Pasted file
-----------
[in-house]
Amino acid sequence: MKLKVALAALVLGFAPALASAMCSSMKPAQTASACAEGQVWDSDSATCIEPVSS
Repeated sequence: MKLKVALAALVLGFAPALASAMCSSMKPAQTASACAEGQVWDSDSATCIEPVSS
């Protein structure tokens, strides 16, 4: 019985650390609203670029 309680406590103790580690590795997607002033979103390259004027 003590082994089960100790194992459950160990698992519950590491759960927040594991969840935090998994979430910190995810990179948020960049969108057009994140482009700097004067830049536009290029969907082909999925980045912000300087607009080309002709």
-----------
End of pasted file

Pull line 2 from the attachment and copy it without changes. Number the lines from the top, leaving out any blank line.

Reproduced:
Amino acid sequence: MKLKVALAALVLGFAPALASAMCSSMKPAQTASACAEGQVWDSDSATCIEPVSS